Thus, the work function of the metal is 1.36 eV, with a corresponding threshold wavelength of 917.2 nm.

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$\fbox{\bf PROBLEM \thechapter.\arabic{probcount}}$

What minimum accelerating voltage would be required for an electron if it was to give up all of its energy in a collision with a target and produce an x-ray of wavelength 0.03 nm?

When an electron is accelerated through a potential difference V , it acquires an energy eV . If this energy went into producing a photon of energy E , with associated wavelength hc/$\lambda$ , we have

E = $\displaystyle{\frac{hc}{\lambda}}$ = eV = $\displaystyle{\frac{1243 \ {\:\rm eV}\cdot\ {\:\rm nm}}{0.03 \ {\:\rm nm}}}$ = 41,433 eV ,

from which we find

V = $\displaystyle{\frac{E}{e}}$ = $\displaystyle{\frac{41,433 \ {\:\rm eV}}{1.6\times 10^{19}\ {\:\rm C}}}$ x $\displaystyle{\frac{1.6\times 10^{-19}\ {\:\rm J}}{1\ {\:\rm eV}}}$ = 41,433$\displaystyle{\frac{\ {\:\rm J}}{\ {\:\rm C}}}$ = 41,433 V .

Thus, the accelerating potential required is 41,433 V.

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$\fbox{\bf PROBLEM \thechapter.\arabic{probcount}}$

The resolving power of a microscope is approximately equal to that of the wavelength of the light used. In an electron microscope, electrons are used as the ``light'' source. What kinetic energy of electrons is needed if the resolving power is required to be 10- 11 m, which would enable one to ``see'' an atom?

By the de Broglie hypothesis, the wavelength $\lambda$ of a particle is related to its momentum p by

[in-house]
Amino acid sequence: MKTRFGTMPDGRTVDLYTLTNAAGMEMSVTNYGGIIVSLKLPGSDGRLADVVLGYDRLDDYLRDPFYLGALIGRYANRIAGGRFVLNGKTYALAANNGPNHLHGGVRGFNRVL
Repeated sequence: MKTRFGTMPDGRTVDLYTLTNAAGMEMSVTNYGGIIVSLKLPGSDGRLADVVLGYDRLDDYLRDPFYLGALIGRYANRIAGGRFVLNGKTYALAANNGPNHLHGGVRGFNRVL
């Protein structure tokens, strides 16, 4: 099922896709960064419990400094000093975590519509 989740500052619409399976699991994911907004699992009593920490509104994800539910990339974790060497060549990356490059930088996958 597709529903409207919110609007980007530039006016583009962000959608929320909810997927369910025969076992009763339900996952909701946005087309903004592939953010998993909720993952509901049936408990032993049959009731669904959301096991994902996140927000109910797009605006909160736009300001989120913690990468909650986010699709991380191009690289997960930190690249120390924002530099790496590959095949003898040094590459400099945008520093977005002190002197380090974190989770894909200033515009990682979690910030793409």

$\displaystyle\lambda$ = $\displaystyle{\frac{h}{p}}$ = $\displaystyle{\frac{h}{mv}}$.

From this, we can find the speed required of the electron as

v = $\displaystyle{\frac{h}{m\lambda}}$ = $\displaystyle{\frac{6.63\times 10^{-34} \ {\:\rm J}\cdot\ {\:\rm s}}{9.11\times 10^{-31}\ {\:\rm kg}\cdot 10^{-11}\ {\:\rm m}}}$ = 7.28 x 107$\displaystyle{\frac{\ {\:\rm m}}{\ {\:\rm s}}}$.

This corresponds to a kinetic energy of

E = $\displaystyle{\textstyle\frac{1}{2}}$mv 2 = $\displaystyle{\textstyle\frac{1}{2}}$ x 9.11 x 10- 31 kg x $\displaystyle\left(7.28\times 10^7 \frac{\ {\:\rm m}}{\ {\:\rm s}}\right)$2 x $\displaystyle{\frac{1\ {\:\rm eV}}{1.6\times 10^{-19}\ {\:\rm J}}}$ = 15.1 keV .

The required kinetic energy of the electrons is then 15.1 keV.

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$\fbox{\bf PROBLEM \thechapter.\arabic{probcount}}$

Suppose visible light of wavelength $\lambda$ = 5 x 10- 7 m is used to determine the position of an electron to within the wavelength of the light. What is the minimum uncertainty in the electron's speed?

We shall use the Heisenberg uncertainty relation

$\displaystyle\Delta$ x $\displaystyle\Delta$ p = $\displaystyle{\frac{h}{4\pi}}$.

With p = mv , and assuming negligible uncertainty in the mass of the electron, we find

$\displaystyle\Delta$ v = $\displaystyle{\frac{h}{4\pi m\Delta\,x}}$ = $\displaystyle{\frac{6.63\times 10^{-34} \ {\:\rm J}\cdot\ {\:\rm s}}{4\pi\cdot 9.11\times 10^{-31}\ {\:\rm kg}\cdot 5\times 10^{-7}\ {\:\rm m}}}$ = 115.8$\displaystyle{\frac{\ {\:\rm m}}{\ {\:\rm s}}}$.

Thus, the minimum uncertainty in the electron's speed is 115.8 m/s.

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Next: About this document ... Up: Quantum Physics Previous: The Uncertainty Principle